In Roman times Chios again suffered when its wealth and accessibility were of great temptation for enviers. Although certain Roman Emperiors, for example Tiberius, helped the islanders to achieve affluence, again, the island was not blessed with luck: Shortly before the birth of Christ, Chios was concussed by an earthquake. But once again the island proofed to be tenacious. During the Byzantine period, the island regained its commercial power caused by the sea trade, while in all the time the Byzantines did their best to defend Chios against the invaders from the East and West. Finally, they lost Chios to Venetians and later to Genoese, who held the island firmly until 1566. At the same time, famous explorer, Christopher Columbus came to Chios and stayed there for two years (for more information about Christopher Columbus click here).

Since 1566 the new occupants, namely the Turks, were taking over the Genoans rulership. The Turkish occupation lasted 350 years (1566 -1912), taking Chios independence. In 1821, Greece began their revolution against the Ottoman Empire. After 400 years of slavery and dependance in their country of origin, the Greeks took all of their strength and means to fight for their independence. At this time Chios did not side with any of the two. The population  was living a pleased and peaceful life, with their source of income being the cultivation of mastic. At the beginning, most of the production was sold to the Sultan and generated great profit, while also providing the Chians with more privileges, so that they had no longer the duty to smart under the regime. Regardless of these material privileges, the inhabitants of Chios stood proud as they have won their independence back.

In March of 1822, Likourgos Logothetis of Samos, led his army of 2.500 men with the aim to conquer the Turks' garrison. As a reaction, the Sultan ordered his leading commander Kara-Ali and his fleet to invade Chios and punish the islanders. The 7.000 soldiers Kara-Ali's had sent slaughtered many inhabitants of the island. Not only the civil population of Chios suffered because of the rampaging army: Also the Ottoman army who hit from Asia Minor had to suffered heavy casualties by the setback of Kara- Ali's attack. In a short period the catastrophe hit the beautiful Aegean island and the slaughter commenced again. Detained as prisoners and later sold as slaves, the prosperity of the island was broken once and for all.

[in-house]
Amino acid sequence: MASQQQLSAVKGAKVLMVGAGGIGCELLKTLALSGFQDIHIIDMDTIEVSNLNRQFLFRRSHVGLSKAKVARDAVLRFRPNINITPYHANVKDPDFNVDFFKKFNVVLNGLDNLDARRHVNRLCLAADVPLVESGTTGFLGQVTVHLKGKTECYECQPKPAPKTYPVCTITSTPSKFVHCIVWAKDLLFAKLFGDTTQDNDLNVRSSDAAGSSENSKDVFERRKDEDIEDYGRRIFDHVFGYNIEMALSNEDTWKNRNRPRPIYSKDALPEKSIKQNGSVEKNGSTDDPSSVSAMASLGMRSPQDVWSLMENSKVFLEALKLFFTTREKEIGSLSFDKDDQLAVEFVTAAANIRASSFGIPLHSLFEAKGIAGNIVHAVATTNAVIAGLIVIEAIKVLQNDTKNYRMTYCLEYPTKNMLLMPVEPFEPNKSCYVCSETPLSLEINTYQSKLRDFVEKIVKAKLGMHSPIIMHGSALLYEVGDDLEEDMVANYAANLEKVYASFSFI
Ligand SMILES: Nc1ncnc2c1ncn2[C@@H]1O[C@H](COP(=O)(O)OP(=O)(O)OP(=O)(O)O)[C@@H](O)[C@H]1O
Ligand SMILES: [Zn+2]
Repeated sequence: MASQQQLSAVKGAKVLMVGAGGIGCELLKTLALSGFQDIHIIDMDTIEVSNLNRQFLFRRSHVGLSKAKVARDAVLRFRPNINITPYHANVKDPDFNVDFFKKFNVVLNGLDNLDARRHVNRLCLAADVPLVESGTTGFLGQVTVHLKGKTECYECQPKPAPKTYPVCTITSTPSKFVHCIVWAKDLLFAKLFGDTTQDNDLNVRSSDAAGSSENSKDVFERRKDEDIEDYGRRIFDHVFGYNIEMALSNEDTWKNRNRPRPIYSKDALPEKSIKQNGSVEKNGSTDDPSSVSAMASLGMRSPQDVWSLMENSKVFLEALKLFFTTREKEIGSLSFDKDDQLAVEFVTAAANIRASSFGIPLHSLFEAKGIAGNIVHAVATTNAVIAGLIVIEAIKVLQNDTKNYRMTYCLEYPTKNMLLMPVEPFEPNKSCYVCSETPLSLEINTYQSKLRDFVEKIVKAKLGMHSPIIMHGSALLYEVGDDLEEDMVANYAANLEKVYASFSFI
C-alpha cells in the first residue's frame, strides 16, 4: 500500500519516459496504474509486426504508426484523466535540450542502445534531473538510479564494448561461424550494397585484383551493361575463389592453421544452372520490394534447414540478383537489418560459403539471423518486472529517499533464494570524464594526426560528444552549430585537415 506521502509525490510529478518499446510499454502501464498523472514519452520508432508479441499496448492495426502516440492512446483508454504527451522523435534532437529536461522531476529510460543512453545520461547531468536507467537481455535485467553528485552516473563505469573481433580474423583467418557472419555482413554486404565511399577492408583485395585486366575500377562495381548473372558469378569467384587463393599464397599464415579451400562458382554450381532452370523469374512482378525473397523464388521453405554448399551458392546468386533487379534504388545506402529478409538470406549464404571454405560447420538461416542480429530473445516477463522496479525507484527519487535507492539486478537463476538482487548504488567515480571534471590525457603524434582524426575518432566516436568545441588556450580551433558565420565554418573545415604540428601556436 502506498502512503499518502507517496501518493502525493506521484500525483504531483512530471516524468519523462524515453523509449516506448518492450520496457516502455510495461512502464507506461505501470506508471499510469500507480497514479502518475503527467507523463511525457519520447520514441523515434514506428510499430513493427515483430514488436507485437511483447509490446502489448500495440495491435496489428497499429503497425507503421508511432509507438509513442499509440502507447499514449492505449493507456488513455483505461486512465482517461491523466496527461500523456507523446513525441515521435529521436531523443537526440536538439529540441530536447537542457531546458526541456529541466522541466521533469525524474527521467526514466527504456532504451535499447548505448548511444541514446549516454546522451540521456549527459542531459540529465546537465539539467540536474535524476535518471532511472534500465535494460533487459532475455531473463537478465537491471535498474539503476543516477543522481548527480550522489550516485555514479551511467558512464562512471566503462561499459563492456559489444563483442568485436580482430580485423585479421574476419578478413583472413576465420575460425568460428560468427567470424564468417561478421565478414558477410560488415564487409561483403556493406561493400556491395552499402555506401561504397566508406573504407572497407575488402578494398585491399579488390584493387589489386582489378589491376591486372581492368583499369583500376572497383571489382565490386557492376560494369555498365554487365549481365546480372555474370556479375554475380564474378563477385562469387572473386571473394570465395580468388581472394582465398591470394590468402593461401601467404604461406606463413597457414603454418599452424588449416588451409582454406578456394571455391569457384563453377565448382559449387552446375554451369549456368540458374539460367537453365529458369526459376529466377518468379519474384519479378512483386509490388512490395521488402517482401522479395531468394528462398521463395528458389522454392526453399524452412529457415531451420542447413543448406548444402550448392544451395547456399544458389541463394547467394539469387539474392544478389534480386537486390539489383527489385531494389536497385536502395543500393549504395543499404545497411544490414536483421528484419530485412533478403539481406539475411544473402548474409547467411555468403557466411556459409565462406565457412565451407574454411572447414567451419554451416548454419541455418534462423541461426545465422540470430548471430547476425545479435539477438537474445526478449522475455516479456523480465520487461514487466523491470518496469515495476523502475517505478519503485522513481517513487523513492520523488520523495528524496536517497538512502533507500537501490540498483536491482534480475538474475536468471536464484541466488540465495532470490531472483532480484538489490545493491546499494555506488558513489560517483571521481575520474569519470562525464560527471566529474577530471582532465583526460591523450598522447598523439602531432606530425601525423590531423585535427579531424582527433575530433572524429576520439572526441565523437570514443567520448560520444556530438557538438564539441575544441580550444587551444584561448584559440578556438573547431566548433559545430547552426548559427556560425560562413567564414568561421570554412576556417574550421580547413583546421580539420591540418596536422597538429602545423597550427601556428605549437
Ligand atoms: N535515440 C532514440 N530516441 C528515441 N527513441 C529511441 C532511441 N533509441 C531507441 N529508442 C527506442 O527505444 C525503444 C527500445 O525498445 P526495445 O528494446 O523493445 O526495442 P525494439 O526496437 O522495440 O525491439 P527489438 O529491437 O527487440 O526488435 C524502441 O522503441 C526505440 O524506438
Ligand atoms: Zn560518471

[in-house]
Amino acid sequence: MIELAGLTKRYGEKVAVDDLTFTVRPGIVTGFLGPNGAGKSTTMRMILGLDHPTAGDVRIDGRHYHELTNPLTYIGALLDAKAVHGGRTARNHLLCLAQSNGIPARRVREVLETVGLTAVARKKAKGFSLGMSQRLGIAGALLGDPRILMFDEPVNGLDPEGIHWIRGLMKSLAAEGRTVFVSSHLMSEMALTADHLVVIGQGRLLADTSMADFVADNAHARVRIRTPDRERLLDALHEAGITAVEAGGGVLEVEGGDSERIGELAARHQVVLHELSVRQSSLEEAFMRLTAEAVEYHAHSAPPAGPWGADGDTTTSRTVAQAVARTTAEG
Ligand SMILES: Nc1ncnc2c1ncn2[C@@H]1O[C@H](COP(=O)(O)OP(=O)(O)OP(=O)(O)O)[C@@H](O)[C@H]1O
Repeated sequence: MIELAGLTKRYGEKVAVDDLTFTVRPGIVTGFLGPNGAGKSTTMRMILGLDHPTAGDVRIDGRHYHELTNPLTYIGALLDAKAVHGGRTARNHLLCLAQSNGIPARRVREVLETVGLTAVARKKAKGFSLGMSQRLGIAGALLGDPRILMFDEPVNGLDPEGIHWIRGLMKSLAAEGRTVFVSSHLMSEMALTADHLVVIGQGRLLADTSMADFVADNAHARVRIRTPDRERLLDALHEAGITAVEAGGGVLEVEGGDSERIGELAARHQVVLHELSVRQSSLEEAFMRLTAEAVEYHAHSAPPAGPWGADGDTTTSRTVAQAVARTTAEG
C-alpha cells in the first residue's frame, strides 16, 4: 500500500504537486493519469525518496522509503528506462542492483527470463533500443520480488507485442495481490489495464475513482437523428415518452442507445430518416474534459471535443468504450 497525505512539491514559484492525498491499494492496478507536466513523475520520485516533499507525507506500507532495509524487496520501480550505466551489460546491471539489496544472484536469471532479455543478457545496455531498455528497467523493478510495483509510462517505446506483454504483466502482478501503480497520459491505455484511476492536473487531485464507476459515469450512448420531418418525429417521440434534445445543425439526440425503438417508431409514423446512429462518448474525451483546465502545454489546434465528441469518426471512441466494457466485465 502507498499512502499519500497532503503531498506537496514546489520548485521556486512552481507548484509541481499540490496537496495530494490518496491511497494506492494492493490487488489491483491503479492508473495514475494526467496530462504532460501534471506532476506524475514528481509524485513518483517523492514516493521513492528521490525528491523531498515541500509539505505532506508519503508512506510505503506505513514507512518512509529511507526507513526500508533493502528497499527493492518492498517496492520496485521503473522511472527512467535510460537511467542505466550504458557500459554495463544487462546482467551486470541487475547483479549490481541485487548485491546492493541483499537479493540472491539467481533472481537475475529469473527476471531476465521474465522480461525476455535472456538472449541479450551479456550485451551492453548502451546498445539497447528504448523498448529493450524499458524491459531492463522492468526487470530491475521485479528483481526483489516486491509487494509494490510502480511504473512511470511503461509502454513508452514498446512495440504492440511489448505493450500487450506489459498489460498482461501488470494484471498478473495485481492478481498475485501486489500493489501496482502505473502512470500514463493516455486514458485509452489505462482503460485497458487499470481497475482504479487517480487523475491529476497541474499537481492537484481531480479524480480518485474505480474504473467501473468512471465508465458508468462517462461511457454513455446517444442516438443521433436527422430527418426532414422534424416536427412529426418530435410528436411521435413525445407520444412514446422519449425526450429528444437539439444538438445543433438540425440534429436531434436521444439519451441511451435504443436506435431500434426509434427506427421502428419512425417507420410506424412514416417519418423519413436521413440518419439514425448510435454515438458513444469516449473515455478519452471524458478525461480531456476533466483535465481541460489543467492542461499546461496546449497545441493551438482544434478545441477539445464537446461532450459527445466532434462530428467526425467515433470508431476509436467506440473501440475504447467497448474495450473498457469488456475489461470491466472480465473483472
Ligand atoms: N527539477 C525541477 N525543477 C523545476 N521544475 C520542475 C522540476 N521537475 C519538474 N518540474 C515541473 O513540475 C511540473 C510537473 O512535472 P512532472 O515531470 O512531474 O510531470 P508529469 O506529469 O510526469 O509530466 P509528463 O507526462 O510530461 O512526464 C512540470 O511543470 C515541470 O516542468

Only 40.000 of altogether 100.000 Greeks were able to find refuge on some neighbouring islands or in the mountains. The people that escaped to the mountains were forced to leave the island as well. At the end of August, the population of Chios shrank to a total of 3.000 people.

The news of the barbarian slaughter reached the rest of Greece very quickly and from there spread to the neighbouring European countries. Only the nations around the world understood the importance and the justification of Greece's independence caused once by the Ottoman empire. Since the Greeks were not able to stop the destruction of the island of Chios by Kara-Ali, they thirsted for revenge against him. Constandinos Kanaris, a naval commander, from the island of Psara lead his troops into battle. The enemy decided a draw-down. Celebrations for the Muslim holidays had coincided with the destruction of Chios. The Ottoman commander and the sailors had stayed on their vessel to celebrate their conquest which had been prevented by the disastrous earthquake in March 1881.

On June 4th 1882, Kanari and another naval commander with his ship, "Pipino", left the island of Psara to attack the Turks. They were successful in leaving an impression with their fearless assault on the Turkish armada, but they also had to pay this message with their life. In addition, 1.600 people of the Turkish population died because of a arising firework, when the ships exploded. Nevertheless this inconspicuous attack lead the oppressed pride and strength to fight for their independence and from this point in time, all battles of the Greek and Chians were fought with zeal and conviction for their freedom.

Except of the time span from the 4th of May 1941 until 10th of September 1944 due to the German aggressions in the Second World War, Chios remained free, independent and connected to the rest of the Greek cities.